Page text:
It looks like you're using an Ad Blocker.

Please white-list or disable in your ad-blocking tool.

Thank you.


Some features of ATS will be disabled while you continue to use an ad-blocker.


Knee protection should be mandatory in NFL

page: 1

log in


posted on Oct, 4 2008 @ 01:50 PM
I have been a fan of the NFL (NY Giants) for 35 years and am amazed that more attention is not given to protecting player's knees. The most prevalent injury suffered by NFL players is damage to the knees, no matter if you're a running back, lineman, receiver, or quarterback (see Tom Brady). Some players require surgery and are gone for weeks, seasons, and in many instances, their entire career is ended much too soon. Some return but many never perform up to their previous potential.

High performance helmets have been required for years. Shoulder pads, flak jackets and even gloves have advanced in design to minimize the risk of injury and effectiveness. But what do players do on a regular basis, which is integral to the game? Run. You can't run without legs and your legs are worthless if you have injured knees.

There are many receivers and even a few running backs who even shun thigh and knee pads because they believe they can run faster without them; they'll worry about getting injured later, as long as they can make that big play. As a Giants fan, I can't count the times that I watch Plaxico Burress run a slant route over the middle of the field to take a huge hit and literally fold up like a rag doll. All it takes is for his cleats to get caught in the turf and his whole life as a football player is over. Sure, Plax and many other players have a history with ankle problems, but I still insist that the knees are the most vulnerable part of a player's body.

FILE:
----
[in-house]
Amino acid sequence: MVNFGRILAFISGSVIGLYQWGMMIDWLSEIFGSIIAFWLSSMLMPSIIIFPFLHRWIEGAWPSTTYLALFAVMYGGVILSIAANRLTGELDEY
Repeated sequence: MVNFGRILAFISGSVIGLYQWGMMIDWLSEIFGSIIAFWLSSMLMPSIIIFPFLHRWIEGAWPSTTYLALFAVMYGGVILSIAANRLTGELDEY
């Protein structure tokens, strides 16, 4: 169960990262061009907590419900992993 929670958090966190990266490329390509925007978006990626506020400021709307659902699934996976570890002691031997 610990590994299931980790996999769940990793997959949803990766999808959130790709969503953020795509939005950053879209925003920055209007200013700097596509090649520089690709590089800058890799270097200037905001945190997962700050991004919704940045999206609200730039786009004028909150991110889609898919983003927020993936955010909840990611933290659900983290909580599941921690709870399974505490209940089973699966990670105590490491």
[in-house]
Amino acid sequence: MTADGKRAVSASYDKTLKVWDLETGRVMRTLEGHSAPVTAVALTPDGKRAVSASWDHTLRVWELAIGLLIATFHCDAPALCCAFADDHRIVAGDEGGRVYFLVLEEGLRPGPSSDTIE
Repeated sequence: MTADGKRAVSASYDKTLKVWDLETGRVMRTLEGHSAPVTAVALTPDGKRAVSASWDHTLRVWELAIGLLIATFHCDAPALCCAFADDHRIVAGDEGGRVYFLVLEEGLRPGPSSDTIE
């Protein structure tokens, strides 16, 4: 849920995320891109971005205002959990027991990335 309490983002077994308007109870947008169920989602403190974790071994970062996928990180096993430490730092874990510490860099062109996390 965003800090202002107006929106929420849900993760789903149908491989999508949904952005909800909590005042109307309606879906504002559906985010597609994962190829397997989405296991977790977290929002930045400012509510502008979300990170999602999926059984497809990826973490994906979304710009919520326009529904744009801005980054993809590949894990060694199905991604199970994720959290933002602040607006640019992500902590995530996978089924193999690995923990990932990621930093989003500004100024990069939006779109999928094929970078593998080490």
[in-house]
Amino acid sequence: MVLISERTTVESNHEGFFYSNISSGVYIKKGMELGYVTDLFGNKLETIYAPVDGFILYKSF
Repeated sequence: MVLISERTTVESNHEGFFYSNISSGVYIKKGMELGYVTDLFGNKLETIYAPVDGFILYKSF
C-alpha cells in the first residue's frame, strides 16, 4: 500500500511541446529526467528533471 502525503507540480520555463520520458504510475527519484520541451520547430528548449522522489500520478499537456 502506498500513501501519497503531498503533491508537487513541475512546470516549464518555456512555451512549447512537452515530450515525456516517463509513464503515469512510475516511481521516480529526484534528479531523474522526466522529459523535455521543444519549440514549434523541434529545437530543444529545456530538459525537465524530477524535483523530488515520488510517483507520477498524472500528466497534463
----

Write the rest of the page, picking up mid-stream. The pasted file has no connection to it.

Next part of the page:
No one questions that players have to wear helmets. Given the huge investment that owners have in players I can't believe that the league hasn't required players to wear some type of brace or other protection to minimize injury to the knees. Will it slow some of the skill players down? Sure, for now. But if everyone on the field was required to wear this protection there would be no advantage. And given the rapid advancements in sports science, I don't think it would take very long for everyone to adapt and the game to return to the same level of play that we see now.

NASCAR instituted the HANS rule because they finally realized that it was necessary to protect the drivers from serious injury and even death.

I think it is a great injustice that the NFL ignores the fact that so many player's careers are ended by an injury that could potentially be reduced or even eliminated with the inclusion of knee protection league-wide.

How many more Tom Brady's will it take before the NFL seriously addresses this issue? And how many remember those infamous pictures of Joe Namath's knees, covered with surgery scars, that ultimately ended his career?

posted on Oct, 4 2008 @ 02:47 PM
Most of our sports over here in Australia, such as, Australian Rules (A.F.L), Rugby League and Rugby Union, are all full contact sports and players wear a very small amount of protective gear if any at all.

I have always wondered when watching (grid-iron, football or what-ever it's called) why they wear so much gear?

AFL, isn't really a good example of this, but if you look at Rugby, then you will see that both sports (Grid-iron and Rugby) have quite alot of agressive play, yet in Rugby, they have hardly any protection.